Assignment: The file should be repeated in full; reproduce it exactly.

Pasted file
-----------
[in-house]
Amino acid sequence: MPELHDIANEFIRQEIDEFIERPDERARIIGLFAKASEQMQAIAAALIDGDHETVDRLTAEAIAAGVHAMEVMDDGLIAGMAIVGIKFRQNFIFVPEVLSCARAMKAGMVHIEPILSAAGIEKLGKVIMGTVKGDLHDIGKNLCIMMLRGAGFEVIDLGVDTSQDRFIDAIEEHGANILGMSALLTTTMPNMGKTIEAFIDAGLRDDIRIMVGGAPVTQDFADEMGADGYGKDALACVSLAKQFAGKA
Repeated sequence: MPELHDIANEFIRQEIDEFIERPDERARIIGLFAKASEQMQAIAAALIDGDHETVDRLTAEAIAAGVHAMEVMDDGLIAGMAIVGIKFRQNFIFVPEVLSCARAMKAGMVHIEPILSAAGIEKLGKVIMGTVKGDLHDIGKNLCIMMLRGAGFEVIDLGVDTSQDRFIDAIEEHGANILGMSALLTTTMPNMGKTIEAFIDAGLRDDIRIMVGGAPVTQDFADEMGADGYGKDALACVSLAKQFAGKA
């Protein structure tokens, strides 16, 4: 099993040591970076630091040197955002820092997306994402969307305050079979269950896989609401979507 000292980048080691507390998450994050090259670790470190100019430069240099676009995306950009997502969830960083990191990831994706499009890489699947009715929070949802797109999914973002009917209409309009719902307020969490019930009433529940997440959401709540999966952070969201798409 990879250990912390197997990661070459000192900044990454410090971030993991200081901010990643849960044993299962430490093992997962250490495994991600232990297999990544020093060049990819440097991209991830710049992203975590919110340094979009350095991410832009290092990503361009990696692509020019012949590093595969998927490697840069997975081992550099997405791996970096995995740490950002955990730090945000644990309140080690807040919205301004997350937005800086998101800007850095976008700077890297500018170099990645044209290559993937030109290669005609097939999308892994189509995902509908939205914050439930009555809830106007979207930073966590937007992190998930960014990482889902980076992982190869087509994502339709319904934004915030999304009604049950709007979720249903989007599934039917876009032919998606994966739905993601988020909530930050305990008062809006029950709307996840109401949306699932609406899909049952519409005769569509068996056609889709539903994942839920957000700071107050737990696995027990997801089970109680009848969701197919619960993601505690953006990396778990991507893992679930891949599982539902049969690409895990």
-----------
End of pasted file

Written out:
[in-house]
Amino acid sequence: MPELHDIANEFIRQEIDEFIERPDERARIIGLFAKASEQMQAIAAALIDGDHETVDRLTAEAIAAGVHAMEVMDDGLIAGMAIVGIKFRQNFIFVPEVLSCARAMKAGMVHIEPILSAAGIEKLGKVIMGTVKGDLHDIGKNLCIMMLRGAGFEVIDLGVDTSQDRFIDAIEEHGANILGMSALLTTTMPNMGKTIEAFIDAGLRDDIRIMVGGAPVTQDFADEMGADGYGKDALACVSLAKQFAGKA
Repeated sequence: MPELHDIANEFIRQEIDEFIERPDERARIIGLFAKASEQMQAIAAALIDGDHETVDRLTAEAIAAGVHAMEVMDDGLIAGMAIVGIKFRQNFIFVPEVLSCARAMKAGMVHIEPILSAAGIEKLGKVIMGTVKGDLHDIGKNLCIMMLRGAGFEVIDLGVDTSQDRFIDAIEEHGANILGMSALLTTTMPNMGKTIEAFIDAGLRDDIRIMVGGAPVTQDFADEMGADGYGKDALACVSLAKQFAGKA
């Protein structure tokens, strides 16, 4: 099993040591970076630091040197955002820092997306994402969307305050079979269950896989609401979507 000292980048080691507390998450994050090259670790470190100019430069240099676009995306950009997502969830960083990191990831994706499009890489699947009715929070949802797109999914973002009917209409309009719902307020969490019930009433529940997440959401709540999966952070969201798409 990879250990912390197997990661070459000192900044990454410090971030993991200081901010990643849960044993299962430490093992997962250490495994991600232990297999990544020093060049990819440097991209991830710049992203975590919110340094979009350095991410832009290092990503361009990696692509020019012949590093595969998927490697840069997975081992550099997405791996970096995995740490950002955990730090945000644990309140080690807040919205301004997350937005800086998101800007850095976008700077890297500018170099990645044209290559993937030109290669005609097939999308892994189509995902509908939205914050439930009555809830106007979207930073966590937007992190998930960014990482889902980076992982190869087509994502339709319904934004915030999304009604049950709007979720249903989007599934039917876009032919998606994966739905993601988020909530930050305990008062809006029950709307996840109401949306699932609406899909049952519409005769569509068996056609889709539903994942839920957000700071107050737990696995027990997801089970109680009848969701197919619960993601505690953006990396778990991507893992679930891949599982539902049969690409895990």